1) - First, ask yourself, do I have the patience to care for other people's children? If you find yourself plugging your ears in the line up at the grocery store when you hear a child shrieking because mom or dad didn't let them put the eggs in the cart, then maybe Childcare is not your thing. If you find yourself thinking of funny ways to make that same child smile, then hop to your nearest Childcare Centre. Ummm maybe not too fast, first you might want to ask them if you can volunteer a few days. It's a great way to see if it's something you might like doing on a full or part time basis. Childcare is not for everyone, the current burn out rate is 2 years, so knowing in advance that it's something you really want to do, will help guide you to your new career.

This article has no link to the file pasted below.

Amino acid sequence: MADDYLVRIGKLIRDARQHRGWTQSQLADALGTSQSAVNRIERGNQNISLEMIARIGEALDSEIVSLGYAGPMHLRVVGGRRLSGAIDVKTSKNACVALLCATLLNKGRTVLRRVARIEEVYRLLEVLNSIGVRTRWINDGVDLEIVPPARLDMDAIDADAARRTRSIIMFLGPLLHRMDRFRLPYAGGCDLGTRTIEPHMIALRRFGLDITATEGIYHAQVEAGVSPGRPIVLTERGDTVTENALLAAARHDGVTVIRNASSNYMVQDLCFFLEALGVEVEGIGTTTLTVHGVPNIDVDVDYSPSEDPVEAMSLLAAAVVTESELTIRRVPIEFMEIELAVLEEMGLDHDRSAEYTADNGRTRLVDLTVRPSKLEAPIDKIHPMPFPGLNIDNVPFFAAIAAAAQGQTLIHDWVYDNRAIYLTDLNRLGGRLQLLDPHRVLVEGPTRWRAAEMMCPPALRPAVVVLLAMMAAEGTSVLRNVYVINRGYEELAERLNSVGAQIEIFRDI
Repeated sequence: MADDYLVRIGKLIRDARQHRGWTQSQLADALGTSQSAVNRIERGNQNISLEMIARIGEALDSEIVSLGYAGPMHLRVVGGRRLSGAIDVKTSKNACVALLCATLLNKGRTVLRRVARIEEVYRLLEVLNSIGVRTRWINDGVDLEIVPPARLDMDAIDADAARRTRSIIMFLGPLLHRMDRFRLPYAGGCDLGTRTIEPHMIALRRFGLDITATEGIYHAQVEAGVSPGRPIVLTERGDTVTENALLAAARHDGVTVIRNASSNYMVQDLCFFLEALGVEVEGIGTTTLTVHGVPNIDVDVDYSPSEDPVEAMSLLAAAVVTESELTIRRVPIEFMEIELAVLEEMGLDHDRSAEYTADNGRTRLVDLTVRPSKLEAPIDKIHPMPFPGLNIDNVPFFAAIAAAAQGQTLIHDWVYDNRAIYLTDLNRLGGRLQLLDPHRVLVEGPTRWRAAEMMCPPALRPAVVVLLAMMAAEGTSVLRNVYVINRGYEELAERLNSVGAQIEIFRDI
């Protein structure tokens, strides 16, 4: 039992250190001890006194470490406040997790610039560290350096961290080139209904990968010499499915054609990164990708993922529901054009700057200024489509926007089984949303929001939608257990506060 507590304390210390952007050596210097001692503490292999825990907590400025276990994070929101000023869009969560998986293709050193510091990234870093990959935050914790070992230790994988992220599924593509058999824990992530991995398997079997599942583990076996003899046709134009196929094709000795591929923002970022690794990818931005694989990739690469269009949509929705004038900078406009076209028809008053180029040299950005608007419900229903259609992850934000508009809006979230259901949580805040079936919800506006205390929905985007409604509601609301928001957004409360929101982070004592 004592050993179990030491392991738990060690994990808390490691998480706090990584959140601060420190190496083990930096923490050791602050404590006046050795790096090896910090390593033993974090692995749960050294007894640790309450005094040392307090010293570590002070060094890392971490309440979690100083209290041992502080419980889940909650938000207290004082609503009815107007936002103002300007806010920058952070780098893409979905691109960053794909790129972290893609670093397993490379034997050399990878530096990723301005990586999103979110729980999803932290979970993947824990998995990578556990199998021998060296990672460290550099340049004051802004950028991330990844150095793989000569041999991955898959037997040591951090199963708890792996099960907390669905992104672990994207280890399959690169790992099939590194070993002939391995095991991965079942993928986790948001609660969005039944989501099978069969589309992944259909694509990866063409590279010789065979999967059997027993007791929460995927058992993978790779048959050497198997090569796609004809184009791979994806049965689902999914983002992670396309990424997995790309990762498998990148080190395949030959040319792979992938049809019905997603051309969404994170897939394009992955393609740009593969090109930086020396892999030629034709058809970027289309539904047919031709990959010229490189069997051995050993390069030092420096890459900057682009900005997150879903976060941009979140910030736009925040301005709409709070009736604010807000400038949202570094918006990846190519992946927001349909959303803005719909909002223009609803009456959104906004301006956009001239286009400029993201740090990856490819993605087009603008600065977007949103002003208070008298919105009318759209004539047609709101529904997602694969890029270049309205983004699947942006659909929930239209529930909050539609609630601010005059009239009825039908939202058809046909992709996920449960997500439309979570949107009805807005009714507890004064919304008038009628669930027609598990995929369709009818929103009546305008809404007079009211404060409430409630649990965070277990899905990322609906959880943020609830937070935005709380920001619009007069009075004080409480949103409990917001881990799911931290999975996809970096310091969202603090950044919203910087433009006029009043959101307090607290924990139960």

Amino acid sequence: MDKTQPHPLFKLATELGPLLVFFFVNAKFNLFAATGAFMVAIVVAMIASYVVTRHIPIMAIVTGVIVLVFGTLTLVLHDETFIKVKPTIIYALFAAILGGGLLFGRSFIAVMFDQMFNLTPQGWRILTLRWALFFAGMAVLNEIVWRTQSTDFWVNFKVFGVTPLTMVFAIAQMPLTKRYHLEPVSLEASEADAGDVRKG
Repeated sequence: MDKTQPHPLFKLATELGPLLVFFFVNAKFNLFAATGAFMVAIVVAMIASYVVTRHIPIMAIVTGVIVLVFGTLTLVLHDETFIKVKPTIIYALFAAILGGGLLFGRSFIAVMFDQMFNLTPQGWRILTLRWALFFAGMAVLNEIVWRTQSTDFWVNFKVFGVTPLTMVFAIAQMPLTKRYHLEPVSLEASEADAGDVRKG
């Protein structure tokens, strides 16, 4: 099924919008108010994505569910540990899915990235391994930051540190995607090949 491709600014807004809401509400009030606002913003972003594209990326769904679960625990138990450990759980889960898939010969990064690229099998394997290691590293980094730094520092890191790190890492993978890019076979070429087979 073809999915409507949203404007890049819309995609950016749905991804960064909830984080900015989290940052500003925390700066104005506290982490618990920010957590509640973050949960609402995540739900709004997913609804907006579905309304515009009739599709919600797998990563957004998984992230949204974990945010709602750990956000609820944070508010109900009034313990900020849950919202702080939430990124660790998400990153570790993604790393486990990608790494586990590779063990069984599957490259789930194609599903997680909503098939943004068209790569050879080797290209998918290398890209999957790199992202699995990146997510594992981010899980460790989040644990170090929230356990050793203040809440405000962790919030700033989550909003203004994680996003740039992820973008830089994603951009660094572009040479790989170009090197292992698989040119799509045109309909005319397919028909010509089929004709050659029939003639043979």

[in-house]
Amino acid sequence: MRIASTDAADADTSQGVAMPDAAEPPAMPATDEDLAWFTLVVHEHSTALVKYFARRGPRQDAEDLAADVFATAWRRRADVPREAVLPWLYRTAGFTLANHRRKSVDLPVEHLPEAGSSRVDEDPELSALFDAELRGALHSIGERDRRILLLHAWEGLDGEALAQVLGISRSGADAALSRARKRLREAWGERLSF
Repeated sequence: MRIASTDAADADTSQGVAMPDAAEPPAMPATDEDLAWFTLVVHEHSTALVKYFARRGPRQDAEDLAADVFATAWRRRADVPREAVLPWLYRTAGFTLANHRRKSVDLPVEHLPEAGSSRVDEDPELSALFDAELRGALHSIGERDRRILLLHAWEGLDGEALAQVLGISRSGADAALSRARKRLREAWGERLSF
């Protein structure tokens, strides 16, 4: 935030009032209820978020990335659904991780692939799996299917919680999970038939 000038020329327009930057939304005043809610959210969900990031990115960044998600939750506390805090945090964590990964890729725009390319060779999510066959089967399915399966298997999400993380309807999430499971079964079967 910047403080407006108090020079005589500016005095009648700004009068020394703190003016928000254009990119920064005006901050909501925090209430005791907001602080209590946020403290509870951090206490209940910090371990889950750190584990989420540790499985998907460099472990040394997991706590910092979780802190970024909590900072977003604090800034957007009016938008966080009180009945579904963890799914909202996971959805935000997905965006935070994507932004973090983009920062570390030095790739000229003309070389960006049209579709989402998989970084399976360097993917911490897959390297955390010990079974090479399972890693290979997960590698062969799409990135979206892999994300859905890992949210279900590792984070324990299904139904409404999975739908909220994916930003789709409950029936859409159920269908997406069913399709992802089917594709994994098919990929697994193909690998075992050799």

2) Keep in mind Childcare does not pay much. There were days I was only making $2.25 an hour, so be prepared to set aside a small amount every month to help balance off the slow days and months, because chances are there will be months where you're not making a dime and having that back up cash will really help your family's financial planning. People who enter into Childcare definitely don't do it for the money, for most it's a way of staying at home and raising their own children, that's how I started many years ago and I'm so glad I made that decision. For me it was the right one, for other's it may not be, you need to find what makes you happy & go with it. As a child you would always find me around the nearest baby, I knew at an early age that carrying for children is what I wanted to do and made sure I learned as much as I could about child development and how to properly care for a baby. You could say I was a wee bit obsessed (no pun intended), but in a good way. I wanted to make sure I knew how to handle situations in a caring way, just like my grandmother who was an amazing roll model to her 12 children and many, many grand-kids. She nurtured with compassion and a constant gentle vibe, she listened to them, children were drawn to her caring nature. I'm very fortunate to have a mother who also has this gift and if I have even just 1/4 of what they have, those kids would be truly loved and well cared for. I gave it my all and enjoyed the ride, I think my own kids and those I cared for liked it as well, because they still talk about their experiences and asked me to promise them that I'll start up again when they have their own children. Personally I think we had a wondrous 16 years because of the children, their constant curiosity and imagination kept me wanting to do more, it made teaching them a fun and rewarding experience and I hope you experience the same.